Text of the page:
Plaintiffs concede for the purpose of this motion that plaintiffs are limited public figures and subject to the actual malice standard. See Pls.' Opp'n at 23.



In their complaint, plaintiffs merely allege in a conclusory fashion that the “defamatory statements were made and published by defendants with knowledge of their falsity or with reckless disregard for their truth.” Compl. ¶¶ 45, 58. The complaint contains no factual allegations, other than the plaintiffs' own assertions that the statements were false, see id. ¶ 44, suggesting that Sinclair either fabricated the story, that the story was so improbable that only a reckless person would have circulated the story, or that he acted wholly on an unverified anonymous telephone call. See Lohrenz, 350 F.3d at 1283. Indeed, the complaint cites to passages in Sinclair's book that show just the opposite. See Compl. ¶ 32. Although Sinclair allegedly received the information regarding the rigged polygraph and the $750,000 payment from an anonymous telephone call, the cited passages of the book state that he took steps to verify the statements made in the phone call and relied on more than just the call itself. Id. Specifically, Sinclair contacted Parisi asking him to confirm or deny the allegations, to which he received no response. Id. Further, Sinclair forwarded the information to a Chicago Tribune reporter, John Crewdson, and asked him to look into the identity of the anonymous tipster. Id. According to the cited passages, Crewdson spoke to the tipster, who repeated the same statements he made to Sinclair. Id. Because plaintiffs have failed to make factual allegations sufficient to “raise a right to relief above the speculative level,” defendant's Motion to Dismiss is GRANTED. Twombly, 550 U.S. at 555, 127 S.Ct. 1955.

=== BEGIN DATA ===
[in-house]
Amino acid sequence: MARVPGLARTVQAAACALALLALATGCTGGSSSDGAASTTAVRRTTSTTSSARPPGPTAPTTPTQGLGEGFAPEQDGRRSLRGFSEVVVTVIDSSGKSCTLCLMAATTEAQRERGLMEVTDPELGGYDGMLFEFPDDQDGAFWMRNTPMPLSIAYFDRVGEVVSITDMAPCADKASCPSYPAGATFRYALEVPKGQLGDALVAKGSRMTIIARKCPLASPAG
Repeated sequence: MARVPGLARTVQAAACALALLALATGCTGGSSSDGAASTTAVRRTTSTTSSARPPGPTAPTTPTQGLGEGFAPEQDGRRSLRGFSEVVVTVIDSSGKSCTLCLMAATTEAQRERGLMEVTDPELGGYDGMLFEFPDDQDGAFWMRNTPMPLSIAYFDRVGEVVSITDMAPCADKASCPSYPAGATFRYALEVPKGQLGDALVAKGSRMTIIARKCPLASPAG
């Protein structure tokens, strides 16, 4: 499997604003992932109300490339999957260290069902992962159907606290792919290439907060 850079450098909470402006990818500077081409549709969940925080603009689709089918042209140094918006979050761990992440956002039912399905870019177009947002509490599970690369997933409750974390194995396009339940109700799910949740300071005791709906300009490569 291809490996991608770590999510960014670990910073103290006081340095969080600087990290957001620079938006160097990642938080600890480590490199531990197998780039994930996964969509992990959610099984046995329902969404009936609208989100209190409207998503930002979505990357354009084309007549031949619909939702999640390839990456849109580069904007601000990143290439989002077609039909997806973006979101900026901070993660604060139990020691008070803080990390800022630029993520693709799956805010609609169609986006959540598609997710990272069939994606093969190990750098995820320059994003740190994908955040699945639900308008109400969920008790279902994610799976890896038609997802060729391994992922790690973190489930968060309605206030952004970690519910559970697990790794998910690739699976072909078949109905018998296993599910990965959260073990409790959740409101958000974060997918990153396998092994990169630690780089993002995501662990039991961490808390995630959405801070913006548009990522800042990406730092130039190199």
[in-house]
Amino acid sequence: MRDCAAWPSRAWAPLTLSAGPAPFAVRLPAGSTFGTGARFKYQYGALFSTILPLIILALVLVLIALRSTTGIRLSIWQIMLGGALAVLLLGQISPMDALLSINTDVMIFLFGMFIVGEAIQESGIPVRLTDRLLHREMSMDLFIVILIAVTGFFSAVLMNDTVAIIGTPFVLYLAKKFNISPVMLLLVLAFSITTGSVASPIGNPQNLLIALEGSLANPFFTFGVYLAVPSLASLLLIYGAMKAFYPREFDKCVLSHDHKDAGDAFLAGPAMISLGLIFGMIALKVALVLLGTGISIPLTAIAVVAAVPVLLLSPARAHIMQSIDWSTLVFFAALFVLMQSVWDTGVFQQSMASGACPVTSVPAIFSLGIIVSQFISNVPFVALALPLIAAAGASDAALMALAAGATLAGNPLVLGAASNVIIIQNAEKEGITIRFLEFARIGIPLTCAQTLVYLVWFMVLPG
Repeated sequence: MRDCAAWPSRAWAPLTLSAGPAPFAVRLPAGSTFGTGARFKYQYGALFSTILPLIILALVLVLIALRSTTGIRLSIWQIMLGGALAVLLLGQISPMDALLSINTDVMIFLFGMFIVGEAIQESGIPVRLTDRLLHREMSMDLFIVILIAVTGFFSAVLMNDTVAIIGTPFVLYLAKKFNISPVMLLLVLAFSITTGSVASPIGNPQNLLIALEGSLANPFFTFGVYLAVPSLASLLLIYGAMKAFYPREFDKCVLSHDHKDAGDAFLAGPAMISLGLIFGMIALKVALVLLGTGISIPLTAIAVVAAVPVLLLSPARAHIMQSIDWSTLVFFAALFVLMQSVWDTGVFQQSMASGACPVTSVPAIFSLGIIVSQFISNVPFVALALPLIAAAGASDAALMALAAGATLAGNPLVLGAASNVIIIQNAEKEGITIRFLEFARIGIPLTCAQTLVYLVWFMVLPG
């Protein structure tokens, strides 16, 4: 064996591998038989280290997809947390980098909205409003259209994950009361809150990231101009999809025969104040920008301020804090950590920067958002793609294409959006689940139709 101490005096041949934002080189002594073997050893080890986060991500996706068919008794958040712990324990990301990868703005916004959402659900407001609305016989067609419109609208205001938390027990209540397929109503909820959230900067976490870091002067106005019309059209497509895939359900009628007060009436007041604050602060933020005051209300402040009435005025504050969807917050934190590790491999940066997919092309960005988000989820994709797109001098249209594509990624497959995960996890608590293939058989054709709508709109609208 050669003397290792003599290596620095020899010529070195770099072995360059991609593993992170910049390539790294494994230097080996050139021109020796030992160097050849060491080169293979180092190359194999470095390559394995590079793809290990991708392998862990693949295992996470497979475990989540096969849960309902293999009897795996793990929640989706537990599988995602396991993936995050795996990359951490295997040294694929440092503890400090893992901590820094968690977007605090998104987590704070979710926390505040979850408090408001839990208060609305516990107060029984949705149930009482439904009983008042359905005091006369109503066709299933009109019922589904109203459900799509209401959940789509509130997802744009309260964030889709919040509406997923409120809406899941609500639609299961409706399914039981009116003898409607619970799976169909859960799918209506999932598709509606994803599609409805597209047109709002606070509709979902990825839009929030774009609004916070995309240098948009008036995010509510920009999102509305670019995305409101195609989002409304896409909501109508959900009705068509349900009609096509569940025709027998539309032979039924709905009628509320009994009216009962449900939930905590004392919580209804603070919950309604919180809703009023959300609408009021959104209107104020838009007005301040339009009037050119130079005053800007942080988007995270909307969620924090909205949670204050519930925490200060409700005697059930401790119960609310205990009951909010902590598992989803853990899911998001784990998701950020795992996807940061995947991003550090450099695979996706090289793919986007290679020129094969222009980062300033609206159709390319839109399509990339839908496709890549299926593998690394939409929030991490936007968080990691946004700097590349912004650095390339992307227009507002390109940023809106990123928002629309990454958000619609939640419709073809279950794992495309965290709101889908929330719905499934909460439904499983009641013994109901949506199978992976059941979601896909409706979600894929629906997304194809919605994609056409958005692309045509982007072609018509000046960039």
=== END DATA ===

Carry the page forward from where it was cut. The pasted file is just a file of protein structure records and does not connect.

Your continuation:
Rather than respond, Parisi posted a statement on Whitehouse.com claiming that Sinclair's supporters had threatened him, removed all posts and comments about Sinclair's story from the website, changed the format of the website to require individuals to register with the website before being able to comment, and issued a stop payment of the $20,000 check Parisi previously gave to Sinclair. Compl. ¶ 32.



II. Damages